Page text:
Trust misplaced – NHS Trusts and their Use of Meta Pixel


The Observer revealed that several NHS Trusts have been in breach of the UK GDPR for years without even knowing it.[1] As it turns out, the implicated NHS Trusts have been using the Meta Pixel tool – a part of code inserted into the back-end of the organisations’ websites, which is particularly useful as it provides the organisation with information on the engagement of the website users with the ads available on the website. With the insights gained through the information provided by Meta Pixel, organisations are enabled to adjust the ads to the preferences and needs of a specific user, improving the overall engagement on their website in the long run. Exactly this piece of code lead to the Trusts inadvertently transferring sensitive personal data to Meta without prior consent.

In this article, we will explain why this is a concerning data breach with potentially significant consequences, and highlight the relevant privacy issues. We will present our recommendations to prevent similar, essentially avoidable, data breaches from happening in the future.

Yes, this is a data breach

According to The Observer, the data that has been shared included the viewed pages, clicked buttons and searched keywords, all of which were matched to the user’s IP address and in many cases included details of the user’s Facebook account as well. An IP address is qualified as personal data according to the CJEU.[2] Consequently, the UK GDPR is applicable in this case.

The UK GDPR does not provide for data controllers to be at fault only where they knowingly and willingly breach their data protection responsibilities and obligations. The provisions under the UK GDPR are set in a way which makes it the duty of data controllers to know and be aware of the processing happening within the organisationit is part of their due diligence. As such, ignorance or a lack of intention is not a defence. Furthermore, even if the reliance on ignorance would have been accepted under the UK GDPR as an excuse for being in breach, the NHS Trusts’ claim to ignorance is questionable, since the concerning issue of Meta receiving sensitive health data through the use of its tracking tools was raised as early as June 2022 in the US,[3] meaning that the NHS Trusts ought to have known about the privacy issues.

Seeing as the users were visiting NHS webpages about HIV, gender identity services, sexual health and cancer, it is clear that the information connected and linked to the respective IP addresses are of a highly sensitive nature. In fact, information such as these are qualified as ‘special category of personal data’ according to Article 9 UK GDPR and merit special protection due to the potential severe adverse effect that they could have on the individual. Furthermore, NHS Trusts serve the purpose of providing goods and services in the realm of health service and patient care (Section 25(1) National Health Service Act 2006). This establishes a close relationship between the Trusts and patients. As a consequence, and because of the vulnerability of the patients, the NHS and its Trusts are set higher standards as there are expectations of them being extra careful when handling patients and their data. Understandably, a data breach such as this one could be seen as a breach of the trust that this special relationship generates, leading to the breach being felt more acutely.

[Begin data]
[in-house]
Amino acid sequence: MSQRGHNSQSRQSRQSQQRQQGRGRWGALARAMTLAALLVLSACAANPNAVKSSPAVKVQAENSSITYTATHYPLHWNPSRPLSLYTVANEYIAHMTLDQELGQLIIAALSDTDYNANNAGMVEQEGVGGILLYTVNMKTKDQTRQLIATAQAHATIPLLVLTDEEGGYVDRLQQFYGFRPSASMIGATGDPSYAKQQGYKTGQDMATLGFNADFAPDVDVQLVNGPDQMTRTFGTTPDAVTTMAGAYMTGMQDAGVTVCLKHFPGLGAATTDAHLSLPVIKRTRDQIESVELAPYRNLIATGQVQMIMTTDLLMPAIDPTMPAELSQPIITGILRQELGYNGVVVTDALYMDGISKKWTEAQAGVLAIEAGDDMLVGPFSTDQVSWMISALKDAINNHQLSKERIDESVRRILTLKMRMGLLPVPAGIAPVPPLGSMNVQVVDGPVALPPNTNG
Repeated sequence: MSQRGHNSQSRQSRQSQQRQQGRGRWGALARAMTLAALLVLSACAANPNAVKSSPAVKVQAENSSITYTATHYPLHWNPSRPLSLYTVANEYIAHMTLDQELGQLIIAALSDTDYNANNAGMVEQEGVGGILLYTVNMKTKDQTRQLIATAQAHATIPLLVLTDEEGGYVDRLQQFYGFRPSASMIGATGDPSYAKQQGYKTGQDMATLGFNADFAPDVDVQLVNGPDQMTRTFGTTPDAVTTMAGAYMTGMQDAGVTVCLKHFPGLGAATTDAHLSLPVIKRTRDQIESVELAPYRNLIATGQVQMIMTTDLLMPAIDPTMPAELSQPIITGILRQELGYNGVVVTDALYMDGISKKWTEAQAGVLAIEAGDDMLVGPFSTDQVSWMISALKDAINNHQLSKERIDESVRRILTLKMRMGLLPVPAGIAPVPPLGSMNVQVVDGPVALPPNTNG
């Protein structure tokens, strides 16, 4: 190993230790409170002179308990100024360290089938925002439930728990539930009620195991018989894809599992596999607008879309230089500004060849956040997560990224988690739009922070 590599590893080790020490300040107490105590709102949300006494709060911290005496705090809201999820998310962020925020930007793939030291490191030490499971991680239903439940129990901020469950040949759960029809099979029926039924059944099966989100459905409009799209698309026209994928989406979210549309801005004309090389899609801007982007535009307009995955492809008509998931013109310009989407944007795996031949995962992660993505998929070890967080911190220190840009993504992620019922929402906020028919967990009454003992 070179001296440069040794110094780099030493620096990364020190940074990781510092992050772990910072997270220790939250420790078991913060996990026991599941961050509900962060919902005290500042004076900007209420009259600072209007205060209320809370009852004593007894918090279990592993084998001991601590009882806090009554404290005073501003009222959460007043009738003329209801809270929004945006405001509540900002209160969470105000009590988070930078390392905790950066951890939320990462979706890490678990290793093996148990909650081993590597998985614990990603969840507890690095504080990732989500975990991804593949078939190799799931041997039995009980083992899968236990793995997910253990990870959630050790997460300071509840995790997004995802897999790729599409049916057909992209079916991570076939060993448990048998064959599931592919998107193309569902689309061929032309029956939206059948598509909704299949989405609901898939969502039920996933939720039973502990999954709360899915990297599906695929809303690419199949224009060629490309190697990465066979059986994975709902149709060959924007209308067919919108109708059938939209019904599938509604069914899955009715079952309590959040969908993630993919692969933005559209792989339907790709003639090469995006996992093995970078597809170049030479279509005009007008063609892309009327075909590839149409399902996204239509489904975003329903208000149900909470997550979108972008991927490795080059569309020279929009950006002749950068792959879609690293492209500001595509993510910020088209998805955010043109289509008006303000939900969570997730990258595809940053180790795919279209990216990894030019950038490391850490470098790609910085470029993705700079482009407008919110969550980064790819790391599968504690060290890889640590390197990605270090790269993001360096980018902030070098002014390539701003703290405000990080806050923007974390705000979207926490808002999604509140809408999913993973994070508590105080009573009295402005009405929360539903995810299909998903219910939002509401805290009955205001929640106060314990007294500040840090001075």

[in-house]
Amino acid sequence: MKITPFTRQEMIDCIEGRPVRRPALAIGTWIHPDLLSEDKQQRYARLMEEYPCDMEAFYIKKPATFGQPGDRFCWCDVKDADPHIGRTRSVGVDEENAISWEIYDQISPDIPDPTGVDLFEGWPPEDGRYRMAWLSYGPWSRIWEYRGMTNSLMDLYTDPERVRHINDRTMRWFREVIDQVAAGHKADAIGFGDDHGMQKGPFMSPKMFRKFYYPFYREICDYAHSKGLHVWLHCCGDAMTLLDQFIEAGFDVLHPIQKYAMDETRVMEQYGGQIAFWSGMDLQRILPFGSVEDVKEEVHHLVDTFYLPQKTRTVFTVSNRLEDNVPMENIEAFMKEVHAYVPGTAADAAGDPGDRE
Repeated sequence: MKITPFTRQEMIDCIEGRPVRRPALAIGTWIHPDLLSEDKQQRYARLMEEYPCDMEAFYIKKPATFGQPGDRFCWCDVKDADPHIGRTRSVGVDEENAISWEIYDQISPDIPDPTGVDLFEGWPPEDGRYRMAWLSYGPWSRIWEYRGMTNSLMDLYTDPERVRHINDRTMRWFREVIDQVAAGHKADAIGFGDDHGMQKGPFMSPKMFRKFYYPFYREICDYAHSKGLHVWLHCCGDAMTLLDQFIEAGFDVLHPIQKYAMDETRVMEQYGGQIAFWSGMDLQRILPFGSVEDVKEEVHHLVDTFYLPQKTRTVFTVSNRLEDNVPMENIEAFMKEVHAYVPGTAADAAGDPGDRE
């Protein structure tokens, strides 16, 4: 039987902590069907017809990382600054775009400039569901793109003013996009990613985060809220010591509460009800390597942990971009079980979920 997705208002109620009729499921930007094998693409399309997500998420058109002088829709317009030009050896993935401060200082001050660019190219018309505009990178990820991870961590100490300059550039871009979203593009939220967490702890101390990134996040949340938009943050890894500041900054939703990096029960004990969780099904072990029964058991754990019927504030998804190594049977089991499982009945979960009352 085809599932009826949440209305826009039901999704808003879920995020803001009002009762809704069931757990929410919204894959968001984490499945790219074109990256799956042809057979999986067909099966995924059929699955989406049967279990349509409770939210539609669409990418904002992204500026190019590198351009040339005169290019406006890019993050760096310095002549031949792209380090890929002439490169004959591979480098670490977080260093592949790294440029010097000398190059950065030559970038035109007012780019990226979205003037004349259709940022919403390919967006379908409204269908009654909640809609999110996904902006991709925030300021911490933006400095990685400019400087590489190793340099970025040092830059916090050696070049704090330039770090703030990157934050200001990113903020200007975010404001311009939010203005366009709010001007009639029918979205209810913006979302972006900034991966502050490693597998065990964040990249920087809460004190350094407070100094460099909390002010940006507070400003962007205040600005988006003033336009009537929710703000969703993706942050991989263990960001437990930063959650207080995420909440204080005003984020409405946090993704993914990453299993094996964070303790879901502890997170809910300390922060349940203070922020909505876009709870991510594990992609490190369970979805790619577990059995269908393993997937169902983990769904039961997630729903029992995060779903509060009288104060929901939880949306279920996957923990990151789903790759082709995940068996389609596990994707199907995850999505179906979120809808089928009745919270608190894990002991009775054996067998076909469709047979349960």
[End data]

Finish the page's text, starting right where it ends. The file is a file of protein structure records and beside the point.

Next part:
The ICO is investigating this matter and while the ICO has announced its revised approach towards enforcement against public sector entities, stating that fines will be reserved for the most serious cases, it is possible that this situation could warrant the issuing of a fine.[4] This is due to the fact that the transferring of personal data to Meta has been happening for a number of years, potentially affecting millions of people and the highly sensitive nature of the information involved.

The specific privacy issues involved

Data Protection Principles

Under the UK GDPR, data controllers have to process data lawfully, fairly and transparently. The practice in question is in breach of all three data protection principles. As The Observer states, the transferring of data could not be based on consent seeing as the users were not informed and were not given a chance to consent before the transferring happened.[5] Other lawful bases are out of the question, especially the one of legitimate interest as it is highly unlikely that the Trusts could successfully argue that their interests override the interest of the users to keep their sensitive health data private. This makes the processing unlawful.